In special company; Toto (far left), I, Aiko, and Interpreter: Karacho staff member Mayo Ishii (far right) in front of a contemporary and very personal work by Toto. The work is at home within Goo Shrine, Kyoto.
It has taken me some time to reflect on and prepare this post (and the series of posts) about meeting Karacho and spending time with Toto and Aiko. This is because I had an experience that is hard to put into words. Here is Part 1 of my attempt…
Karacho is Japan’s last maker of Karakami. Karakami is wood-block printed paper. The Senda family have been printing karakami since establishing their workshop in Kyoto in 1624. The tradition, along with 650 hand-carved wooden blocks, have been passed down in an unbroken line within the family for twelve generations. Karakami traditionally graced Fusami screens (traditional sliding doors to open and divide space) but now is made more available through textiles, furniture and tableware at Shijo Karasuma, Cocon Karasuma building in Kyoto.
The karakami Karacho make today continues to preserve and echo the traditional process that is 400 years old. It is within the materials, care/intention, mood and a delicate quiet beauty that the union of motif and washi lives.
The materials all originate from nature.
The washi (wa Japanese shi paper) is made from living trees and bushes. Kyoto washi is known to be of the best quality; it is smooth with natural fibres subtly scattered throughout.
The circular frame Furui after pigment and pattern transferred, mortar and pestle with colour mixed, the natural brush below and Mica to the right side.
The colour is mixed from natural pigments. Only three pure colours are combined; red, blue and yellow. There is no recipe. These are mixed at the moment of printing. They are mixed with Mica; a shimmering mineral that is ground into a powder for this purpose. The final colour is inspired by a personal moment from the day; like the colour of flowering blossoms seen that morning or the colour of the sky from that afternoon. No two prints will be the same.
The woodblocks or Hangi are mostly carved from Magnolia or Honoki wood (Magnolia Hypoleucaea or Magnolia Obovata). Honoki is a non-resinous wood that has a subtle grain and is not subject to warping and cracking.
The Crane with The Nine Stars original wood block underneath
The patterns or motifs carved into the Hangi come from many different sources. They are all however carefully considered, and continue to live through Karacho. One of Karacho’s patterns originates from the Alhambra, in Spain ( a place I had hoped to visit on my travels but was too pressed for time). The pattern records the concealment of the mark of Christianity; the cross. The cross was simplified to a circle and square to escape persecution from other religions at the time. The pattern made its way to Japan, on the Maritime Silk Road through traders, as an exported silk yoke previously worn by Christian priests. While that is the origin, in Japan, the circle in this arrangement is an important pattern as it embodies ever-growing, ever-expanding happiness.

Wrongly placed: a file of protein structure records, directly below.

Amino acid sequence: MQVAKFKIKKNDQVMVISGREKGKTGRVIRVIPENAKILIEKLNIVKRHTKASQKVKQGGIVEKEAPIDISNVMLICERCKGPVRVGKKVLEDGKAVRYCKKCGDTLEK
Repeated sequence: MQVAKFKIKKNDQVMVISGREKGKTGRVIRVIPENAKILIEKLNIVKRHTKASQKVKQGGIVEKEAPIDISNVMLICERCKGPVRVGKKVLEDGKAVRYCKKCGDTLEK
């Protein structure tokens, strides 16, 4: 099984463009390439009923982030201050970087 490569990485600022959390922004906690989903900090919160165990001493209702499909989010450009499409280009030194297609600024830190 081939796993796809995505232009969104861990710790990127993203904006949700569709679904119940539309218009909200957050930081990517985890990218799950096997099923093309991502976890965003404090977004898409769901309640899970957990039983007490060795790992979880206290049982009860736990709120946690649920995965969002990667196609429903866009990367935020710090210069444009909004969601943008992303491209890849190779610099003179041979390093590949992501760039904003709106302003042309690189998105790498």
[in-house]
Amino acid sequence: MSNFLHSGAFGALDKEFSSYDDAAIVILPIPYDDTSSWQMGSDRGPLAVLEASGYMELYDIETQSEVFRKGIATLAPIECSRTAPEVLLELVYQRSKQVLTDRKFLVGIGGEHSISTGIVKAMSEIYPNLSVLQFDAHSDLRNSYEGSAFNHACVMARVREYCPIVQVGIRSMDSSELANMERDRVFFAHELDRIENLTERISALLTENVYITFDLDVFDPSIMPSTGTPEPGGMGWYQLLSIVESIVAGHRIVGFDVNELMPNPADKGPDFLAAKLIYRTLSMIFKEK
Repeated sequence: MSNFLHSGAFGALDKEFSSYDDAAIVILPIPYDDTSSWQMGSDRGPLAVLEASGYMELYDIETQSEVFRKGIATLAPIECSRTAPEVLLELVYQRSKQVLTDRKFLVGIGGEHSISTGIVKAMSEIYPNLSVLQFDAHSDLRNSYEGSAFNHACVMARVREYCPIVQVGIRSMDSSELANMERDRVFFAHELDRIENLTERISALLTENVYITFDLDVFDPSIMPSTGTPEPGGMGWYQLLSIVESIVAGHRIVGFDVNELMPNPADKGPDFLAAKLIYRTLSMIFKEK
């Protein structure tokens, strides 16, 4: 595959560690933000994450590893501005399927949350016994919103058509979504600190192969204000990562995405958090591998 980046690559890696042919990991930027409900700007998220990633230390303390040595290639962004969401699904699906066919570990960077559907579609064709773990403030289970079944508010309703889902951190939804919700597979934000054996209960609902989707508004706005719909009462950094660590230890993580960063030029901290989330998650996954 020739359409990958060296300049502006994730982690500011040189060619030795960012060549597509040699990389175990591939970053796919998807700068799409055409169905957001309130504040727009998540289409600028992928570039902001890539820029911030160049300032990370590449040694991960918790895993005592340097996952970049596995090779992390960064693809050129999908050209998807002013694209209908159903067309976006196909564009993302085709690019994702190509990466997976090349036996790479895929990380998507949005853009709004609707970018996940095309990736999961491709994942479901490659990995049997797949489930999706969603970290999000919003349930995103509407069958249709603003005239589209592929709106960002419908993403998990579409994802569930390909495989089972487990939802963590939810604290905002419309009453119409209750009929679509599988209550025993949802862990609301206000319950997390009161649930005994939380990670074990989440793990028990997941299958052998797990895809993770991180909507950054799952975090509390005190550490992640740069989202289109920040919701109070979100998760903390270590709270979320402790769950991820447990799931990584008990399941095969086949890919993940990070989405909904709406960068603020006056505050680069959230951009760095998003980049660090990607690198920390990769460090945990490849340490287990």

A contemporary installation of ancient Karacho karakami patterns at Karacho’s Shijo Karasuma
Many of the patterns are inspired by and celebrate the beauty of Japanese nature and season. The breath and character of the Dragon in the form of the cloud, the fertile Hyotan (Gord), the hope for longevity of Kikko (the tortoise carapace pattern), the growth and importance of Asanoha (hemp in Japanese every day life through weaving), and Edasakura the cherry blossom in full bloom on branches…
Some of these patterns re-occur in other cultures including China, Turkey and Northern Europe (the Celtic people). In this way they are universal patterns that have transcended time and culture. Each culture has subtle differences in the meaning assigned to the patterns, their application and use,; but all are linked to the exchange of knowledge through trade along the Silk Road.
Just as the materials used in Karakami all originate from nature, they are all linked through the life given by water. And like water Toto and Aiko breathe life and bring together these elements with the contact and touch of their hands. They see their role as breathing life into these elements; the washi, the hangi, the motif, the nature, the colour; through the moment of Karakami.
Toto’s delicate touch